The novel is set up at just about 300 pages and it's a perfect novel to keep any readers attention. Jon Sprunk knows just how to describe a scene, character interaction, or important plot element without dragging it out. There is certainly no fluff element in this novel. There is enough description to give a reader an idea of what the world and characters are but there is no time wasted with detailing every single element in this novel.

Another benefit of the set up of the novel is the set up of the chapters. Each chapter is a reasonable length, while ending on a note that made me want to read more.
I found myself engrossed enough that before I knew it I had read 4-5 chapters, it really was impossible to put down.

All characters involved with Shadow's Son are amazingly detailed and enjoyable. They really strike a cord with a reader and Sprunk's writing causes readers to want to enjoy and know what is happening to the readers. For myself, while I enjoyed both Caim and Josephine, the character that I really loved was Kit, and would love to see more of her in future novels.

The fight scenes that are present within Shadow's Son are detailed and action packed without being too detailed or overly long. They appeared at just the right time to amp up my enthusiasm in the book and weren't overly done for effect.

Shadow's Son takes fantasy to it's original roots with a great storyline, quick paced plot flow, some really great fight scenes and enjoyable characters. While there isn't anything overly complex, as in readers aren't going to find overly detailed magic, intricate political systems, and a million different cities to understand, there is an element that this is an amazing fantasy novel with.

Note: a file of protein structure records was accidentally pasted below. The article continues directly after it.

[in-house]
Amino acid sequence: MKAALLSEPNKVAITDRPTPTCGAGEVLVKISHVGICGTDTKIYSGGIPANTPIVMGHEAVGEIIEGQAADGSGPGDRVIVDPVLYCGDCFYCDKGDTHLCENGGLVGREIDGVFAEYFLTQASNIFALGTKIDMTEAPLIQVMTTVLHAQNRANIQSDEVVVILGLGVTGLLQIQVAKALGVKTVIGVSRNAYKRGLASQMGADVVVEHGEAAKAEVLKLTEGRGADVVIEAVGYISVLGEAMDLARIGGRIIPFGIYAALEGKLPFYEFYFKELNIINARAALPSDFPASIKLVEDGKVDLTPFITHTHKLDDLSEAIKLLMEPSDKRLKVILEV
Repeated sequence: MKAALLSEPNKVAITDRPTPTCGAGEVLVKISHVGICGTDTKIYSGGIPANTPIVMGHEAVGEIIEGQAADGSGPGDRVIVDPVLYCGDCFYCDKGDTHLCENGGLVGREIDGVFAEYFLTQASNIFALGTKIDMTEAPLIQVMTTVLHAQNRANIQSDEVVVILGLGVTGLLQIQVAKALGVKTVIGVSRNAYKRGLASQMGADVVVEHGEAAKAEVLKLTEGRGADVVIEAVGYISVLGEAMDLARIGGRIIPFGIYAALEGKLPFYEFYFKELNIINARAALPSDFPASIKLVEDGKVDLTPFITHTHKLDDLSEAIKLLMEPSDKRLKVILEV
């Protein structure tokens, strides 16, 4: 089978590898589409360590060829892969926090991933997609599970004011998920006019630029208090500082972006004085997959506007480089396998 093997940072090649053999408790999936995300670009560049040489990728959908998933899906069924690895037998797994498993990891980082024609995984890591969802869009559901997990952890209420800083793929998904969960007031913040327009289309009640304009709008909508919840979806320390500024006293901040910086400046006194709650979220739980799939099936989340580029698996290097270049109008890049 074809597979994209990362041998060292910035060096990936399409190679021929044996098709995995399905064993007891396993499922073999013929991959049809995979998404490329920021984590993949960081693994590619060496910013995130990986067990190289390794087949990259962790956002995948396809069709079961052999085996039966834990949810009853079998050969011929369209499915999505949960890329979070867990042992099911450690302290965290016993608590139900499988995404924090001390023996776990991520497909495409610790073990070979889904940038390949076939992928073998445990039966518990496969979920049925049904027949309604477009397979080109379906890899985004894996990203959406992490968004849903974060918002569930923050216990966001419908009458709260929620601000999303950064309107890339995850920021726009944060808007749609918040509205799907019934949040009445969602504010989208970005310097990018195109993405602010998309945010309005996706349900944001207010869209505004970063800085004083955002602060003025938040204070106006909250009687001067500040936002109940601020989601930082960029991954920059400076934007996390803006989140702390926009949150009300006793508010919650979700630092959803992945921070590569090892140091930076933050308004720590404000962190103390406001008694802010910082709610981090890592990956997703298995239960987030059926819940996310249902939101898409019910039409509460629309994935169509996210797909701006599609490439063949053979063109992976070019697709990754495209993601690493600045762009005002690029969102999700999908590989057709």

Jon Sprunk shows that not all fantasy novels need to be doorstoppers to be good. Shadow's Son is easily one of my favorite books of 2010 and I look forward to seeing what Sprunk can add to this trilogy.
Thursday, May 27, 2010

"Tooth and Nail" by Craig DiLouie (Reviewed by Mihir Wanchoo)


Read a chapter excerpt here
Visit the Official Site for Tooth and Nail here
Order Tooth and Nail from Amazon here


AUTHOR INFORMATION: Craig DiLouie is the author of four nonfiction and three fiction books. He is a freelance marketing consultant and technical writer living in Calgary, Alberta.

PLOT SUMMARY: As a new plague related to the rabies virus infects millions of people, America recalls its military forces from around the world to safeguard hospitals and other vital buildings. Many of the victims become rabid and violent but are easily controlled-that is, until so many are infected that they begin to run amok, spreading slaughter and disease. They are the Mad dogs and are leaving civilization in tatters.

Lieutenant Todd Bowman got his unit through the horrors of combat in Iraq. Now he must lead his men across New York through a storm of violence to secure a research facility that may hold a cure. To succeed in this mission to help save what's left of society, the men of Second Platoon will face a terrifying battle of survival against the very people they have sworn to protect-people turned into a fearless, endless horde armed solely with tooth and nail.